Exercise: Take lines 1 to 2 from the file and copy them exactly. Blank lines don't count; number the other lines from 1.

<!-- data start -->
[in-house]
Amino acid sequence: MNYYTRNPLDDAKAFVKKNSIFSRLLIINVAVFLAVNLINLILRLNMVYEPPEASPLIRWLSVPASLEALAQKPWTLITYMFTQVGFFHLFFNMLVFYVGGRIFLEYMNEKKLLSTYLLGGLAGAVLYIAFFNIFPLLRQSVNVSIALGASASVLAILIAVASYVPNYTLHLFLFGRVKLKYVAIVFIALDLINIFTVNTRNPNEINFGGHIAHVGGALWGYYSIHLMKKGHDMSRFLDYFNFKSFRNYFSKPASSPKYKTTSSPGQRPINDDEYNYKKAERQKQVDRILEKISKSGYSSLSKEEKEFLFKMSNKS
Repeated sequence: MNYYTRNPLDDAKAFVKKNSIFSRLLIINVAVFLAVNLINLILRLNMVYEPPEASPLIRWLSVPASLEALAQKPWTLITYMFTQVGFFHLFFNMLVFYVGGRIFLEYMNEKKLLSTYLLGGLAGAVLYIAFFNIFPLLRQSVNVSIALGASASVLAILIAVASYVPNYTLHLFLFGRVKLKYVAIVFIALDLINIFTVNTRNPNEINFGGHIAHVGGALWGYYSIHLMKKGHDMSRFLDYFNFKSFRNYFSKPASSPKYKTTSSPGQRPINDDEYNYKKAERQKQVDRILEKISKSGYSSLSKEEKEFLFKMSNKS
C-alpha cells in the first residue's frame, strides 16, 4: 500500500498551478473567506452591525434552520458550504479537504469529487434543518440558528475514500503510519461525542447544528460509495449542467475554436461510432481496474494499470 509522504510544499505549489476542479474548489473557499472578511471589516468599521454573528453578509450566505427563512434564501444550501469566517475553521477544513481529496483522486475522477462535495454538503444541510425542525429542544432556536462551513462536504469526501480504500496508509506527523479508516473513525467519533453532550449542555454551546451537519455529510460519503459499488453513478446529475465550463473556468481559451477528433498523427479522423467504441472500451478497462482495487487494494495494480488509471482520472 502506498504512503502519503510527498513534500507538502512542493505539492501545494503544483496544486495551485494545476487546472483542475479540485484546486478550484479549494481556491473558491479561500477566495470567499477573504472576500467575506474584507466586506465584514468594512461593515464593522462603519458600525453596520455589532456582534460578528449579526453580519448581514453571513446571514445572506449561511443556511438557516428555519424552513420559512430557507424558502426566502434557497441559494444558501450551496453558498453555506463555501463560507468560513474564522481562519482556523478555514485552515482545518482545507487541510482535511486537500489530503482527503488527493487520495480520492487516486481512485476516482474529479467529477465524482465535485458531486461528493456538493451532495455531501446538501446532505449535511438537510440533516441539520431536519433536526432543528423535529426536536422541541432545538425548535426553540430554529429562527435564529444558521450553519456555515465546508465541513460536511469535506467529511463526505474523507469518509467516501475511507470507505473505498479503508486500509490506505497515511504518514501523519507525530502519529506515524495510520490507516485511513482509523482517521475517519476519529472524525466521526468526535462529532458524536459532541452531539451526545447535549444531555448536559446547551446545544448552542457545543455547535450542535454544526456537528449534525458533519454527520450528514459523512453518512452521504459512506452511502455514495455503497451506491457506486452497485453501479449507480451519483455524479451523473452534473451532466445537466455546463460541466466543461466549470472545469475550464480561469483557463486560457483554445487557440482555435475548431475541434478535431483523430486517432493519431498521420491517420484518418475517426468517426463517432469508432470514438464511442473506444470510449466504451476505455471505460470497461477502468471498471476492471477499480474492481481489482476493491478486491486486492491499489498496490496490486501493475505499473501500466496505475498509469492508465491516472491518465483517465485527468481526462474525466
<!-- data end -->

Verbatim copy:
[in-house]
Amino acid sequence: MNYYTRNPLDDAKAFVKKNSIFSRLLIINVAVFLAVNLINLILRLNMVYEPPEASPLIRWLSVPASLEALAQKPWTLITYMFTQVGFFHLFFNMLVFYVGGRIFLEYMNEKKLLSTYLLGGLAGAVLYIAFFNIFPLLRQSVNVSIALGASASVLAILIAVASYVPNYTLHLFLFGRVKLKYVAIVFIALDLINIFTVNTRNPNEINFGGHIAHVGGALWGYYSIHLMKKGHDMSRFLDYFNFKSFRNYFSKPASSPKYKTTSSPGQRPINDDEYNYKKAERQKQVDRILEKISKSGYSSLSKEEKEFLFKMSNKS